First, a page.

Tuesday, February 20, 2018
Sometime last year I was subscribed to an email newsletter called Well + Good, a US based health site 'obsessively covering the wellness scene.' After a few months of receiving really important information about the superfood supplement Jennifer Aniston swears by, or the exercise routine of Gigi Hadid I started to notice a pattern. 'The key thing French women use to wash their faces', 'the super simple way French women get radiant skin', 'things I learnt eating like a French women for a week' etc etc. It seemed to me that aside from setting an impossibly aspirational stereotype of French womanhood, the purpose (intentional or otherwise) of these articles isn't so much as to provide women with skincare advice so much as to make the rest of us feel anxious that we're currently doing it all wrong. We couldn't possibly be doing it right already, you see, because we're not French. This isn't something confined to Well + Good, either, once you're aware of it you start to realise that francophile media directed at women is all over the shop.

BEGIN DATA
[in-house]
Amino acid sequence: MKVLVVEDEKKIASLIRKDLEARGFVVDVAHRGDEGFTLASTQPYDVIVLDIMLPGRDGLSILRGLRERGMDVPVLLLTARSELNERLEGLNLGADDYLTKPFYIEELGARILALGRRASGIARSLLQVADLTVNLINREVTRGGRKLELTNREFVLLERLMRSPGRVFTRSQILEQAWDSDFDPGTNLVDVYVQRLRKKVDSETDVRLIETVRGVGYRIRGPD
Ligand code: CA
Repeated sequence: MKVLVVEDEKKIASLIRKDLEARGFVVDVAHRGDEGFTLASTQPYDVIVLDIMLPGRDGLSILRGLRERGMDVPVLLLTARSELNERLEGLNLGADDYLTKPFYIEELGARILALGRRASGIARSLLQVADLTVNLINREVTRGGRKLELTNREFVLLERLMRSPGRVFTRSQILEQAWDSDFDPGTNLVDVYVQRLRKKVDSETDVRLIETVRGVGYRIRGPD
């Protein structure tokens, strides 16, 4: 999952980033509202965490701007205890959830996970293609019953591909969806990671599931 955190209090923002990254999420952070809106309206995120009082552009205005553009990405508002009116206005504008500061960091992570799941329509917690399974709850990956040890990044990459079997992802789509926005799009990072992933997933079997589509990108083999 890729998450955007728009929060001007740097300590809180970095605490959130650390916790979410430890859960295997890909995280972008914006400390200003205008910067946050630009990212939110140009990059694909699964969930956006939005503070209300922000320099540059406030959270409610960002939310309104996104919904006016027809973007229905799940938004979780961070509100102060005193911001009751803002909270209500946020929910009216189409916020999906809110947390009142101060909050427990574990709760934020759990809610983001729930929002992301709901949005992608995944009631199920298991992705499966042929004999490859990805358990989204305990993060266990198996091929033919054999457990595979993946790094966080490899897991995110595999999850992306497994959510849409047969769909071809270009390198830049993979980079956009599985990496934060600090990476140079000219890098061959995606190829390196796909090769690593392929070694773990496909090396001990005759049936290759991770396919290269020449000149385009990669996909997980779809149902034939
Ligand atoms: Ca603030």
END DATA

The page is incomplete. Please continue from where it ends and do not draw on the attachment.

Needless to say, I totally bought into it until I went to France (not for the first time, but the first since I started subscribing to Well + Good) and realised/remembered that French people actually aren't all that different from Brits after all.
C'est la vie.